The Obvious Secret of a Perfectly Seasoned Cast Iron Skillet

The Obvious Secret of a Perfectly Seasoned Cast Iron Skillet

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Emma Christensen
Apr 30, 2015

Questions about taking care of cast iron skillets are some of the most frequent ones we hear from Kitchn readers — how to clean them, how to season them, what to do if someone's auntie accidentally put theirs through the dishwasher. And I get definitely get it. I was in the exact same boat when I picked up my first cast iron skillet years ago. Mine never seemed quite as shiny, as nonstick, or as super-awesome as all the blogs and websites promised, and it was extremely confusing.

I finally learned what I think is the often-overlooked, rarely mentioned secret to perfectly seasoned cast iron cookware. It's not hard or tricky, but it makes all the difference in the world.

The not-so-secret secret? Here it is:

For perfectly seasoned cast iron, you need to use your cast iron.

It seems obvious, right? But somehow, it's not. Nearly all cast iron these days is sold pre-seasoned, so it seems logical to just expect it to behave as promised right off the bat. I certainly did. I was reminded of this recently when I bought a new griddle and couldn't figure out why it wasn't performing as flawlessly as my favorite skillet.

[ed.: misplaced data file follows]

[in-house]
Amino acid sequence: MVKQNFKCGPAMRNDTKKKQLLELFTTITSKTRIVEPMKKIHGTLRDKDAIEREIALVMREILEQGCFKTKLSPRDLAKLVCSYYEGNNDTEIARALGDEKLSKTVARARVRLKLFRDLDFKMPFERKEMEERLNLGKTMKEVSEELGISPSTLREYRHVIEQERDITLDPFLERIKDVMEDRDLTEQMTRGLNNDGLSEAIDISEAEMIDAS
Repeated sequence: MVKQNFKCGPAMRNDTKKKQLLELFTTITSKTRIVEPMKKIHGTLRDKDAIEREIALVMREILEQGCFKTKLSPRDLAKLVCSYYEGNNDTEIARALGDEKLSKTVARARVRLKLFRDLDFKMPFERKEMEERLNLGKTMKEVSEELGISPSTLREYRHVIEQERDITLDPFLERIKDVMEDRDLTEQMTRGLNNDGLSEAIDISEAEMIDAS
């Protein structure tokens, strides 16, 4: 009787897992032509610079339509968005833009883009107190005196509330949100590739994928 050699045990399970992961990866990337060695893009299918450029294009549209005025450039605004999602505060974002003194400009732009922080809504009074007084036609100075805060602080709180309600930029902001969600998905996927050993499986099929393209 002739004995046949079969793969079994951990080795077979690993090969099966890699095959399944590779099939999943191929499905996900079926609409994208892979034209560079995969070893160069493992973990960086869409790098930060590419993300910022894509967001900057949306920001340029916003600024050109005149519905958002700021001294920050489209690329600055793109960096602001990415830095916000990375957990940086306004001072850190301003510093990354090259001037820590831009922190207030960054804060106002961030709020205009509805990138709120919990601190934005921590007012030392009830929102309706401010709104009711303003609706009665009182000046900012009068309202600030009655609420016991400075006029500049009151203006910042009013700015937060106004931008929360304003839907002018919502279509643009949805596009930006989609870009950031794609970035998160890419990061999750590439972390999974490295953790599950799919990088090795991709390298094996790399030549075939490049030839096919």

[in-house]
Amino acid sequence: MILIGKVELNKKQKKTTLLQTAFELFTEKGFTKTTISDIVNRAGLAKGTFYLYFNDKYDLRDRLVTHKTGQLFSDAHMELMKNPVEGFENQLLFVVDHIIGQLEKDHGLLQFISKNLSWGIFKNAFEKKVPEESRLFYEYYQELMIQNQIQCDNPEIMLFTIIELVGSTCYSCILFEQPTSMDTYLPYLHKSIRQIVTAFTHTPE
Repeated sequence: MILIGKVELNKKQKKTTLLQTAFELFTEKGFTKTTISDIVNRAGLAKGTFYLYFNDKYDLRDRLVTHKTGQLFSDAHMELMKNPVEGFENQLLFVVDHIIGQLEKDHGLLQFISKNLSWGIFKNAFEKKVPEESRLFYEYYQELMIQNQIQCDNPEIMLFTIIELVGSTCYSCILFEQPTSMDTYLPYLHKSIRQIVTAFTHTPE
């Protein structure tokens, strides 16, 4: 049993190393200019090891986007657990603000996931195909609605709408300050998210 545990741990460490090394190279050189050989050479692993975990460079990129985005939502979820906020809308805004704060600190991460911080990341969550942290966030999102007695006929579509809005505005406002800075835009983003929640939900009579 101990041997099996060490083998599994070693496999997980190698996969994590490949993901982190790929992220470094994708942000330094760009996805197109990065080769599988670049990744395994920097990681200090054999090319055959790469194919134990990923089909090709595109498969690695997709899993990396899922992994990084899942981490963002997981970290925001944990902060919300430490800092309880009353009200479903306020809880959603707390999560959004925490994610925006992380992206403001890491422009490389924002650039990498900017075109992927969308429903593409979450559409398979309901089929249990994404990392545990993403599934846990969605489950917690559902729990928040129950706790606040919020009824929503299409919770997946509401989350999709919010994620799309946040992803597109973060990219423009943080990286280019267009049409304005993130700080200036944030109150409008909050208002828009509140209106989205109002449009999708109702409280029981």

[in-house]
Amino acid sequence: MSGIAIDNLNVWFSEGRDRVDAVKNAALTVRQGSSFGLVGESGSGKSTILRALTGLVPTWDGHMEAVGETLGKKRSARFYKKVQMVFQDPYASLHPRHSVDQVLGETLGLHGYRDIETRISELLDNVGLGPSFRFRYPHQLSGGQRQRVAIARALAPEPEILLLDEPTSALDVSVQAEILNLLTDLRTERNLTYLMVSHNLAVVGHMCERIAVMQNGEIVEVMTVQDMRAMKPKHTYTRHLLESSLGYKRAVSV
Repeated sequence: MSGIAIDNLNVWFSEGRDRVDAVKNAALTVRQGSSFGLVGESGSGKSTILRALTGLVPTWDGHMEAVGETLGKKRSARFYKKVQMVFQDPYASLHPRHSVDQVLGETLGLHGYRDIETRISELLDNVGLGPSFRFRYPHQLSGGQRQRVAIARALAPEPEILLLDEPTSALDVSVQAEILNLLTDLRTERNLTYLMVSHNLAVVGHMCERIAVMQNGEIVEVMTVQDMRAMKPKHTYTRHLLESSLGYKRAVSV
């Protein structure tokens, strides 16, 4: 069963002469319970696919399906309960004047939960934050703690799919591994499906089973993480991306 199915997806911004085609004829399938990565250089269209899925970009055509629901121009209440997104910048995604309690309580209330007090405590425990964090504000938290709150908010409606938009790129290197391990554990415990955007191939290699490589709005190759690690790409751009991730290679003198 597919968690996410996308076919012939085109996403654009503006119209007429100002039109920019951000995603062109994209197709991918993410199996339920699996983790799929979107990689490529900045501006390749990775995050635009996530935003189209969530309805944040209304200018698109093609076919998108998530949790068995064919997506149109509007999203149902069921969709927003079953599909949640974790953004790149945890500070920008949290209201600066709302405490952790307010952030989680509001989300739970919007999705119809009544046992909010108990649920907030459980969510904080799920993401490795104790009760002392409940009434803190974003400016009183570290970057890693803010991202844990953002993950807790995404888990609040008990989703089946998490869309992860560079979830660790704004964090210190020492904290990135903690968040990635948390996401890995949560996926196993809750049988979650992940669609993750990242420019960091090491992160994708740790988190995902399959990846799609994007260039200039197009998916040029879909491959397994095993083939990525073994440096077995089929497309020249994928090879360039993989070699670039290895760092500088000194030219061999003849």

In truth, the seasoning on cast iron is in a constant ebb and flow. You build up layers when you cook with it, but then you'll also lose a few layers here and there — after cleaning some particularly stubborn food bits, for instance, or after cooking something very acidic. The aim is to build more layers than you lose, eventually accumulating a silky smooth, gloriously shiny, deeply blackened cooking surface.

Tomato Cobbler with Cornmeal Biscuits — Yes, you can even cook acidic foods!
(Image credit: Emma Christensen)

This doesn't happen overnight or with a single seasoning. It also doesn't happen after cooking a meal or two in your skillet. It takes months and years of steady use. There's a good reason why food lovers are always gushing about inheriting their grandmother's skillet or finding an old one at a garage sale — it's not (just) for sentimental value, it's because these skillets have years of cooking already built into them.

Take heart! The fact that it takes years to build up really beautiful seasoning doesn't mean that it will be a pain to use all that time. Rub your infant and teenage skillets with a little oil after you clean them, go through the seasoning process every so often, and just keep cooking!

Bottom line: Cast iron rewards loyalty. If your pan has been sitting in the cupboard for a while, maybe it's time to bring it out and give it some love.

I'd love to hear how long you've had your cast iron skillet, and how long it took you to feel like it was well-seasoned and nonstick.

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